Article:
Drawing the Line Online: Employers’ Rights to Employees’ Social Media Accounts (PDF-1189kb)
Drawing the Line Online: Employers’ Rights to Employees’ Social Media Accounts Authors: James G. Gatto, Julia E. Judish, Thomas N. Makris, Amy L. PierceWith the unprecedented popularity of social media, employees have increasingly used LinkedIn and other online forums to network for business and social purposes. When the line between personal and business use is blurred, litigation may ensue. A federal court recently ruled that an employer did not violate federal computer hacking laws by accessing and altering its recently departed CEO’s LinkedIn account, but that the former CEO could proceed to trial on her state law misappropriation claim. In addition, California, Illinois, and Massachusetts recently joined Maryland in enacting laws prohibiting the practice of requesting access to prospective employees’ password-protected social media accounts.
In Eagle v. Morgan, et al., Linda Eagle, former CEO of Edcomm, Inc. (“Edcomm”), filed a complaint in U.S. District Court in Pennsylvania alleging that Edcomm hijacked her LinkedIn social media account after she was terminated. While Eagle was CEO of Edcomm, she established a LinkedIn account that she used to promote Edcomm’s banking education services, to foster her reputation as a businesswoman, to reconnect with family, friends and colleagues, and to build social and professional relationships. Edcomm employees assisted Eagle in maintaining her LinkedIn account and had access to her password. Edcomm encouraged all employees to participate in LinkedIn and contended that when an employee left the company, Edcomm would effectively “own” the LinkedIn account and could “mine” the information and incoming traffic.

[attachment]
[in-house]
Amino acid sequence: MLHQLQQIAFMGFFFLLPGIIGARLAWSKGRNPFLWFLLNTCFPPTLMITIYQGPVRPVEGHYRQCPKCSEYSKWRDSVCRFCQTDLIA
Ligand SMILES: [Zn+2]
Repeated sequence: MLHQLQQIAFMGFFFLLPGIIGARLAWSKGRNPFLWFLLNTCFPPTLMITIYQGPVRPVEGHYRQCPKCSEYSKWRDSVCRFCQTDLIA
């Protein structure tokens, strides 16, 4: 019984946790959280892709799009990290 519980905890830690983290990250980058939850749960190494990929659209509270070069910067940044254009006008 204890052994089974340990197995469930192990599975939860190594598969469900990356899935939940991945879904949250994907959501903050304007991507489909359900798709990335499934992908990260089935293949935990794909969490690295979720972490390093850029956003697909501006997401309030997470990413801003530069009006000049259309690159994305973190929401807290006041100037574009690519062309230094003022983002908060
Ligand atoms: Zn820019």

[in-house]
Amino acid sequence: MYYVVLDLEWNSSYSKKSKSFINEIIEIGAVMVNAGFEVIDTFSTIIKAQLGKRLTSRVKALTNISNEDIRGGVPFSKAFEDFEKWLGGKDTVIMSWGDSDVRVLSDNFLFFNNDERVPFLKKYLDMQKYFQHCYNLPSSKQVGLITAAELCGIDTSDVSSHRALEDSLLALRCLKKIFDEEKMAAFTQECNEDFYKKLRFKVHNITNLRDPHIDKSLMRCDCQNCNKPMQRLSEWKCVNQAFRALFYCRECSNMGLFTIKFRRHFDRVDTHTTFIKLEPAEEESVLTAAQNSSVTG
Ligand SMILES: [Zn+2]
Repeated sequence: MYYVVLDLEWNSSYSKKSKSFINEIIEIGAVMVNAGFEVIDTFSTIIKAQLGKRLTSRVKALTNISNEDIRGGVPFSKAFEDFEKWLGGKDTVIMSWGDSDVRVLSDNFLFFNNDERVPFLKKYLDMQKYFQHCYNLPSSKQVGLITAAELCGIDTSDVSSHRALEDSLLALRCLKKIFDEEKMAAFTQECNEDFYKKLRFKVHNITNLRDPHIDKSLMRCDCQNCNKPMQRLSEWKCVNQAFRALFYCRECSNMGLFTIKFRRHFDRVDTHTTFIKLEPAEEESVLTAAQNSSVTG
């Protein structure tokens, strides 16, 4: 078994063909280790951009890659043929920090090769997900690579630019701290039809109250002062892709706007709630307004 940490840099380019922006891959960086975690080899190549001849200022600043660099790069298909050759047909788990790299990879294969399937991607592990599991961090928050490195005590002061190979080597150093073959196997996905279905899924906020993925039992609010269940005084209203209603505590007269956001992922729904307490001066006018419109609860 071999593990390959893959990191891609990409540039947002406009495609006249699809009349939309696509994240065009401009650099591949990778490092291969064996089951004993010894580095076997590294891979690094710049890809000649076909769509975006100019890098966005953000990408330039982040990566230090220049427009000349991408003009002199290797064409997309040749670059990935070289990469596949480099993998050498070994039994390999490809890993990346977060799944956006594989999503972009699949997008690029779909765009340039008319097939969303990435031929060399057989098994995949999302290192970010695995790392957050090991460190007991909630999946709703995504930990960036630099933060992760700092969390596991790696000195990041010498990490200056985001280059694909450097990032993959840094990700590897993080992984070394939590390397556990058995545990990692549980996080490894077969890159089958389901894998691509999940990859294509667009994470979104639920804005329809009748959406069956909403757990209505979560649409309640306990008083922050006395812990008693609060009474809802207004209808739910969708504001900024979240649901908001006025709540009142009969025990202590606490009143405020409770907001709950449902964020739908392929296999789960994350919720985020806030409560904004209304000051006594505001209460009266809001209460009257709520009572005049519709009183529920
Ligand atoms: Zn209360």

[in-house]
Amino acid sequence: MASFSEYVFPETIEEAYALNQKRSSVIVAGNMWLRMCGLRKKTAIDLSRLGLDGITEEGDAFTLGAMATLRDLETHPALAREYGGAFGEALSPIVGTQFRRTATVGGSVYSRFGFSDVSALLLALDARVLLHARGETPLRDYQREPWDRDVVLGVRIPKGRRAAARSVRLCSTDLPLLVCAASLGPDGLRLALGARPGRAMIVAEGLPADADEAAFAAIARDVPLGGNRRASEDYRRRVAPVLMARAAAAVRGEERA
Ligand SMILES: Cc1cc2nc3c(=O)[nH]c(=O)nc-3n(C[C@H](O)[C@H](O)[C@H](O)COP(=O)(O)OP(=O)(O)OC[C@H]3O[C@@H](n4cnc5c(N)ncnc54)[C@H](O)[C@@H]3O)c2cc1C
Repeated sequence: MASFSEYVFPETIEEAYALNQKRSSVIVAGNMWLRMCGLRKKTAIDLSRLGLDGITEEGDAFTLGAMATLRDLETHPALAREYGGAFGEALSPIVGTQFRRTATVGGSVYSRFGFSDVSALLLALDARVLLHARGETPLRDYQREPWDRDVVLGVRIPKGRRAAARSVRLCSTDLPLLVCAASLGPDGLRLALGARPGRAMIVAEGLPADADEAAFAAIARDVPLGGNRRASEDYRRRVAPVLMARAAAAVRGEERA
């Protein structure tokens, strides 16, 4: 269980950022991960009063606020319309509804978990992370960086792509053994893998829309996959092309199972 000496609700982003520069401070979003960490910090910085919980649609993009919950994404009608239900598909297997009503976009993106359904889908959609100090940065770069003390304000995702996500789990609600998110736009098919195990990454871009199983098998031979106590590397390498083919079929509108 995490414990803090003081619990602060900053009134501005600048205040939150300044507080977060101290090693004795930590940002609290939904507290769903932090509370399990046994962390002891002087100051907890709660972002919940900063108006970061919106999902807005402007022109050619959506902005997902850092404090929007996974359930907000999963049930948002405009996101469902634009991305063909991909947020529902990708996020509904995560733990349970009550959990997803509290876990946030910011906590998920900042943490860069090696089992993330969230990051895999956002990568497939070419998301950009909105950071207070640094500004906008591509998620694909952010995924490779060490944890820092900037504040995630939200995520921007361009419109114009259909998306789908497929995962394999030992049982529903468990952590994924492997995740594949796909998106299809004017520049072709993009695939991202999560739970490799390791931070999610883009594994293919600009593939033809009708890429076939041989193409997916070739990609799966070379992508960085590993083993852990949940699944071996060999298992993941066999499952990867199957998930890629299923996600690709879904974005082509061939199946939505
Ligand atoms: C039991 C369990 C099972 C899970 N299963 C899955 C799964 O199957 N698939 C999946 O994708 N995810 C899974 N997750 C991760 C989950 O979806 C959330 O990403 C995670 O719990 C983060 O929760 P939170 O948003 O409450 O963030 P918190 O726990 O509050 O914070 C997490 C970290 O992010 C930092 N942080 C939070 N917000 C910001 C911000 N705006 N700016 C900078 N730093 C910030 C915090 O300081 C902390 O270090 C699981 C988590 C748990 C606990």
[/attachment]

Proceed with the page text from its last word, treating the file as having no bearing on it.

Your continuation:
After Eagle was terminated, Edcomm, using Eagle’s LinkedIn password, accessed her account and changed the password so that Eagle could no longer access the account, and then changed the account profile to display Eagle’s successor’s name and photograph, although Eagle’s honors and awards, recommendations, and connections were not deleted. Eagle contended that Edcomm’s actions violated the federal Computer Fraud and Abuse Act (“CFAA”), Section 43(a) of the Lanham Act, and numerous state and common laws. In an October 4, 2012 ruling on the company’s summary judgment motion, U.S. District Judge Ronald L. Buckwalter dismissed Eagle’s CFAA and Lanham Act claims against Edcomm but held that Eagle had the right to a trial on whether Edcomm had violated state misappropriation law and other state laws.
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